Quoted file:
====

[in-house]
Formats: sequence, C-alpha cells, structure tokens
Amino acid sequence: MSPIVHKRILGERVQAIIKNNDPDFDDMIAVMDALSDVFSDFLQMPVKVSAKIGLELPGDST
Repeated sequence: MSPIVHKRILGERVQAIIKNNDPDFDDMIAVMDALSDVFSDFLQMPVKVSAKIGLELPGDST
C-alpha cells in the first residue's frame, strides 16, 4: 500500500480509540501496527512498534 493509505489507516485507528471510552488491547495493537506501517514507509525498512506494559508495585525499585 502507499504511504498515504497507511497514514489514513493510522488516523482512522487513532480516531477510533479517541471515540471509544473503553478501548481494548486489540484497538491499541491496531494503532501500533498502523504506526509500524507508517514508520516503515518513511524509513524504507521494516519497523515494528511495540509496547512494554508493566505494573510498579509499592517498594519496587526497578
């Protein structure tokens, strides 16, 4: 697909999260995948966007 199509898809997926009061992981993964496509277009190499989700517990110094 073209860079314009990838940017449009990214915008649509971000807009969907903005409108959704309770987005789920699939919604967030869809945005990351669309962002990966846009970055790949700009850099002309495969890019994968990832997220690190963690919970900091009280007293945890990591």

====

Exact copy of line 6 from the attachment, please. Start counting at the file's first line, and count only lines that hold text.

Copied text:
């Protein structure tokens, strides 16, 4: 697909999260995948966007 199509898809997926009061992981993964496509277009190499989700517990110094 073209860079314009990838940017449009990214915008649509971000807009969907903005409108959704309770987005789920699939919604967030869809945005990351669309962002990966846009970055790949700009850099002309495969890019994968990832997220690190963690919970900091009280007293945890990591």